ERG SES D 03, Parallel Session D 03
Contemporary societies in Europe and elsewhere are characterized by constant and rapid changes in knowledge, organization and values. Individuals need to be able to think reflectively and critically. In Sweden, these abilities are highlighted as learning outcomes for all higher education. However, there is in general little mention of how this reflective learning is to be promoted. The present study has analyzed the conditions for reflective learning in the Police Education Program at Umeå University, Sweden. Questions of study were: what conditions for reflective learning are created by the teaching methods, lesson content, and teacher performance? Which levels of reflection are stimulated by the teaching? What conditions for interaction and continuity are created by the teaching? How can theory for reflective teaching and learning be developed from out of the study?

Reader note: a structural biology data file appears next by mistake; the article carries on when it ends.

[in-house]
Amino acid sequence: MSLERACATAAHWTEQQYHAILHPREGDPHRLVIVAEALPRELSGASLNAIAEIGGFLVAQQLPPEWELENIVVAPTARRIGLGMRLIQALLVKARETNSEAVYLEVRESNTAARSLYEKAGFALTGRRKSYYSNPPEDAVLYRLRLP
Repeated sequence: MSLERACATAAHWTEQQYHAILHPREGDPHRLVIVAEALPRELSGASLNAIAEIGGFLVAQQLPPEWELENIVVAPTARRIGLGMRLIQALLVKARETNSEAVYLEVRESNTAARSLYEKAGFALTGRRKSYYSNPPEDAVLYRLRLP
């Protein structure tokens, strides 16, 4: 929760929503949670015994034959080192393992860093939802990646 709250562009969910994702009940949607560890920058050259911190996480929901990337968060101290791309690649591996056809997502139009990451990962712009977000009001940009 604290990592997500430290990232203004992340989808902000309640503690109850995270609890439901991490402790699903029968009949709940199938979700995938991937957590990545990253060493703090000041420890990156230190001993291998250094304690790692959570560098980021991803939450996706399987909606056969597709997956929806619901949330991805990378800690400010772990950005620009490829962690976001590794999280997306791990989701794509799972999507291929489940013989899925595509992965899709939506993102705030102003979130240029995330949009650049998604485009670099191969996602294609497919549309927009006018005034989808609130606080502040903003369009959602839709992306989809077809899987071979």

The analysis has an eclectic approach. The starting point is John Dewey’s theory about reflection in learning, emphasizing reflective learning as the process in which an individual learns by integrating new knowledge and experiences with his/her earlier experiences and expectations of the future, thereby creating “continuity” and “interest”. It is complemented by other theories about reflective and experiential learning, e.g. by Kolb (1984), Hullfish & Smith (1961), Kitchener & King (1990), and Moon (1999, 2004). Most theories of reflection and experience in education deal with learning rather than teaching. However, they do present propositions about under which conditions different types of reflection are hindered or stimuleted. In the present study, teaching methods and teacher performances were analyzed regarding how they relate to these proposed conditions for reflection, and thus how they can be expected to affect reflective learning. The presentation at the ECER conference will focus on the analysis of the empirical findings.
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